The Remodeling Project is a performative micro-environment that investigates ideas of public versus private activities in daily life, shared ideas of home, and boundaries between social and personal identities. Throughout the month of May, a small floating platform located between the Summer Street and Congress Street bridges will become a home base for an evolving narrative of constructed reality.
The floating platform will be continually ”remodeled” into familiar environments such as an office, home, fitness center or backyard. Artist Heidi Kayser will kayak to the platform to carry out a month-long series of unscheduled guerilla interventions. Crowd sourced survey data will be analyzed to present shared ideas of “home” and “social identity,” while the use of video blogging, surveillance video and social media create an environment that is at once documentary, voyeuristic, and participatory. The Remodeling Project takes influence from perspectives on the blurring of art and life from the Fluxus and Happening movements in performance art, and situates constructed reality (private life made public) within a larger life context.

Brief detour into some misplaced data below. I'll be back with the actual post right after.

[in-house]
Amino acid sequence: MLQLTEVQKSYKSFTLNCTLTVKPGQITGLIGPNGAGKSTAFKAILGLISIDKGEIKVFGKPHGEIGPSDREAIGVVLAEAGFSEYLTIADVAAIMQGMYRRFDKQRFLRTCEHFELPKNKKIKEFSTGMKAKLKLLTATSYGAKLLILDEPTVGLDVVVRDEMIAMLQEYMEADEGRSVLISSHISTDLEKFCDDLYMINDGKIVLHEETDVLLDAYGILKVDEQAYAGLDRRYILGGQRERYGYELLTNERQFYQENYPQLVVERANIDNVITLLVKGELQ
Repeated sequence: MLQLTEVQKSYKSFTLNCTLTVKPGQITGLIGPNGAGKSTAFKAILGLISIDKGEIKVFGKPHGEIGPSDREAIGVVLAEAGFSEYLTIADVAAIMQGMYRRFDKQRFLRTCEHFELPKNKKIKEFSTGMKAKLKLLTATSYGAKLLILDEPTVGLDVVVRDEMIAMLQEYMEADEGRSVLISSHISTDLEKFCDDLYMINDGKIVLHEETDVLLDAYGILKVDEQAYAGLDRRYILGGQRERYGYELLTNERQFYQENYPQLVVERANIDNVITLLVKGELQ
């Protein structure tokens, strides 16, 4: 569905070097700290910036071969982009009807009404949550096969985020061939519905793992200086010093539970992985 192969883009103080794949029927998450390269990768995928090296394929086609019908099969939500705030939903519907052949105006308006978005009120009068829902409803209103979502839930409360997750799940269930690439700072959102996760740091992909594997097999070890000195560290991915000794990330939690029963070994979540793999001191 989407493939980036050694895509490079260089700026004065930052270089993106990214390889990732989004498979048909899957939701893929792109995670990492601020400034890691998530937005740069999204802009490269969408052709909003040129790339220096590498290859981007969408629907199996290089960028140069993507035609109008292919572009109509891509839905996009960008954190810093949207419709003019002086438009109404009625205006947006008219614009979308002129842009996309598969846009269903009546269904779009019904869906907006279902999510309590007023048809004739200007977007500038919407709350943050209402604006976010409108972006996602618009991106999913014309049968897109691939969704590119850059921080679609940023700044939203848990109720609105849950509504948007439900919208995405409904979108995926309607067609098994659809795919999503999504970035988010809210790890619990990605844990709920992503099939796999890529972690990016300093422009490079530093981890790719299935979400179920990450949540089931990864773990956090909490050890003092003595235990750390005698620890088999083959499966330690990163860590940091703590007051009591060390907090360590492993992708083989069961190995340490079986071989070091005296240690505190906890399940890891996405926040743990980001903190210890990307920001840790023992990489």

Visit www.heidikayser.com/remodeling to interact with Heidi: read the blog, watch the videos, leave her a comment, take a survey or follow her social media streams.
The Remodeling Project will be located in the south side of the Fort Point Channel basin between the Congress and Summer Street Bridge. The piece will be on display from April 30th – May 31st in conjunction with Fort Point Art Walk, a Spring Open Studios Weekend held Friday through Sunday, May 11-13th. More than 75 artists will open their studio doors to thousands of visitors for this annual local art event.